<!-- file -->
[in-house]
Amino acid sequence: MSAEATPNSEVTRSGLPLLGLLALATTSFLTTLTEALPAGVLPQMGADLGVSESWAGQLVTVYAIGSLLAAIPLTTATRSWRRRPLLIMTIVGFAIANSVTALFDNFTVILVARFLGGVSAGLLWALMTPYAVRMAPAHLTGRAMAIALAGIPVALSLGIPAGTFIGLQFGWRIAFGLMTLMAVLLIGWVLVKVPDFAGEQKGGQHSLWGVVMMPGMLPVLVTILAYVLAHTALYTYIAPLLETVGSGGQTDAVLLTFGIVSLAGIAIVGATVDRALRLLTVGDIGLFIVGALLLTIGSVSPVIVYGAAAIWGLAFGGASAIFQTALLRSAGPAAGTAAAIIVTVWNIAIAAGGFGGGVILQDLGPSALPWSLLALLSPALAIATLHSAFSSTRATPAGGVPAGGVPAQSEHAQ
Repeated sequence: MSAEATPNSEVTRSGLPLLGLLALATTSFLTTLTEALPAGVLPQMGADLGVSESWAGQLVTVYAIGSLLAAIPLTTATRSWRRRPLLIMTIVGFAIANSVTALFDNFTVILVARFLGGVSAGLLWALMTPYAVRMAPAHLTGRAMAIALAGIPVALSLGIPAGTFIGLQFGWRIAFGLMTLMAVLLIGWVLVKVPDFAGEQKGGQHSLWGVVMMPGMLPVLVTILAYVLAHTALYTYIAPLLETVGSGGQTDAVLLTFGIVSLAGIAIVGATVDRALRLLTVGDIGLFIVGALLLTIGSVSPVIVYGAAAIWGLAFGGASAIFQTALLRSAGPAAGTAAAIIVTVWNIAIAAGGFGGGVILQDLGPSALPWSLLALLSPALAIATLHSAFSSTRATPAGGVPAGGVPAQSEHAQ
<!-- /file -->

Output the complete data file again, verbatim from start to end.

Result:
[in-house]
Amino acid sequence: MSAEATPNSEVTRSGLPLLGLLALATTSFLTTLTEALPAGVLPQMGADLGVSESWAGQLVTVYAIGSLLAAIPLTTATRSWRRRPLLIMTIVGFAIANSVTALFDNFTVILVARFLGGVSAGLLWALMTPYAVRMAPAHLTGRAMAIALAGIPVALSLGIPAGTFIGLQFGWRIAFGLMTLMAVLLIGWVLVKVPDFAGEQKGGQHSLWGVVMMPGMLPVLVTILAYVLAHTALYTYIAPLLETVGSGGQTDAVLLTFGIVSLAGIAIVGATVDRALRLLTVGDIGLFIVGALLLTIGSVSPVIVYGAAAIWGLAFGGASAIFQTALLRSAGPAAGTAAAIIVTVWNIAIAAGGFGGGVILQDLGPSALPWSLLALLSPALAIATLHSAFSSTRATPAGGVPAGGVPAQSEHAQ
Repeated sequence: MSAEATPNSEVTRSGLPLLGLLALATTSFLTTLTEALPAGVLPQMGADLGVSESWAGQLVTVYAIGSLLAAIPLTTATRSWRRRPLLIMTIVGFAIANSVTALFDNFTVILVARFLGGVSAGLLWALMTPYAVRMAPAHLTGRAMAIALAGIPVALSLGIPAGTFIGLQFGWRIAFGLMTLMAVLLIGWVLVKVPDFAGEQKGGQHSLWGVVMMPGMLPVLVTILAYVLAHTALYTYIAPLLETVGSGGQTDAVLLTFGIVSLAGIAIVGATVDRALRLLTVGDIGLFIVGALLLTIGSVSPVIVYGAAAIWGLAFGGASAIFQTALLRSAGPAAGTAAAIIVTVWNIAIAAGGFGGGVILQDLGPSALPWSLLALLSPALAIATLHSAFSSTRATPAGGVPAGGVPAQSEHAQ